Culver’s Lindvall reflects on role in Navy Seabees history, veterans’ contributions

When Culver's Bryce Lindvall joined the Navy in 1981, he didn't expect to find himself in some of the unusual positions he did: a member of the Navy "Seabees" (immortalized in the 1944 John Wayne movie, "The Fighting Seabees"); at work at Camp David with the highest level of security clearance possible (to work in the same room as the U.S. President and Vice President); and pictured in the Los Angeles Times and other newspapers and on television, the first Navy Seabee in a press conference since the Vietnam War.

Lindvall, Culver born, raised, and educated, has a long family history here which includes his grandfather, Charles McClane, who ran one of the earliest livery stables in Culver. His father, Robert Lindvall, was a mainstay at the State Exchange Bank for years, and his mother Phyllis a familiar face in a number of local organizations and clubs.

After half a year at Purdue, Lindvall says he wanted to go a different direction. Recalling his father's service in World War II, he decided he wanted to serve as well, and chose the Navy, though in retrospect he's not sure why. He'd not heard of the Seabees up to then, and he "definitely didn't want to be a sailor, but I went and talked to the Navy recruiter and said, 'I want to be an electrician.' The next thing I know, I'm enlisted and on a nine-month wait to go to Boot Camp."

Lindvall trained at Gulf Port, Mississippi, and went from there to Hawaii. Three years later, and with a newborn baby to consider, he transferred to Southern California, the start of five years with a battalion which was deployed to Alaska, Panama (where he recalls being shaken down by Manuel Noriega's men for a bribe), Camp David, Guantanamo Bay, and eventually Saudi Arabia to participate in Operation Desert Shield.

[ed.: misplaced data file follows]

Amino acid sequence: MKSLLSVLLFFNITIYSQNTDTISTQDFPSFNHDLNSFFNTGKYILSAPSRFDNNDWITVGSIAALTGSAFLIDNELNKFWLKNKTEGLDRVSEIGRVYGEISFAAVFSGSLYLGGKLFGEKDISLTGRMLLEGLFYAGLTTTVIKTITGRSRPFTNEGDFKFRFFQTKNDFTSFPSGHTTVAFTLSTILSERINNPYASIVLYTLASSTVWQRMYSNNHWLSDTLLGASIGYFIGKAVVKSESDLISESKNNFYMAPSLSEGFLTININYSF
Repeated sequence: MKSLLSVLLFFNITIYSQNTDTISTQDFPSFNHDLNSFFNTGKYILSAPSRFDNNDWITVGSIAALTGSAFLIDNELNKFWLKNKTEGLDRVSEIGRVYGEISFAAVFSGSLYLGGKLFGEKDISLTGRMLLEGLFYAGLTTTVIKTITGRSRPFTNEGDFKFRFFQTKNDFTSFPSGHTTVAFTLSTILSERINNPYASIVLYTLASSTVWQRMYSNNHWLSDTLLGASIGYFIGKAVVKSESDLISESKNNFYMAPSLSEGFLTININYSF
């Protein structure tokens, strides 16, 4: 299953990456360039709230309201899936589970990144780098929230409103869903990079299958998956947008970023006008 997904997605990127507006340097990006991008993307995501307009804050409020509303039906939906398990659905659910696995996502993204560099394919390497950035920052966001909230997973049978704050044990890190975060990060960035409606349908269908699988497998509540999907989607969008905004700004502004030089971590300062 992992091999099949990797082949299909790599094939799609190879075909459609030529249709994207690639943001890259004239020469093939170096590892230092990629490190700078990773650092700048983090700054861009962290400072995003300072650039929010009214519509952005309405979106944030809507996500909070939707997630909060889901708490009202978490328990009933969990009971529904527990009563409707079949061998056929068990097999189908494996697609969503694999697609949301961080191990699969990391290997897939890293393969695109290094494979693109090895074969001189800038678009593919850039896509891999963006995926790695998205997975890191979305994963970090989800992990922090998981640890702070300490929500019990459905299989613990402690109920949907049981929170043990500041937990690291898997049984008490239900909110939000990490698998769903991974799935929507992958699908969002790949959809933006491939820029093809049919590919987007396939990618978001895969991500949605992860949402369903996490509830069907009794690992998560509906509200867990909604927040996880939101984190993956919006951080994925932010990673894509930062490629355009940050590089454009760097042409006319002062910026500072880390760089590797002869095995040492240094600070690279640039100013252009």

Asked if he'd be interested in wiring buildings, telephones, generators, and the like, Lindvall agreed (though he says he wasn't crazy about climbing utility poles).

"So," he says, "they put me in the Seabees."


Technically, the Seabees name is derived from the initials "C.B.," or the United States Navy Construction Battalion. The battalion began in 1942, three months after the attack on Pearl Harbor, and handled a wide array of construction projects during World War II and later conflicts.

"The battalion carries everything it needs -- cooks, doctors, a dentist, a chaplain -- we're a complete unit, same as if we were on a ship," Lindvall notes.

"Knowing we're the ones serving now and we need to live up to that heritage we created... there's a lot of pride in the Seabees," he adds.

He cites a more recent example of the camaraderie in the battalion, referencing a young man from Culver currently serving in Lindvall's old battalion, Jesse Good.

"A couple of years ago when they were leaving for the war in Iraq and heading to California, I informed an old Navy buddy they (the battalion) were heading home. He wanted me to tell (Jesse) to call his cell, and he would take him and a couple of his pals out for dinner...Jesse was just blown away by his generosity and kindness. That's the best part of the Seabees: we're a close-knit group."

Lindvall recalls the extensive background check necessary for him to attain the "Yankee White" level of security clearance which allowed him to share a room, if need be, with the President of the United States. After he qualified, Lindvall was part of a small team of around a dozen other Seabees deployed to Camp David, where they stayed up to the day before the President's arrival ("He doesn't a need bunch of saws and jackhammers going while he's trying to get peace and quiet," Lindvall notes).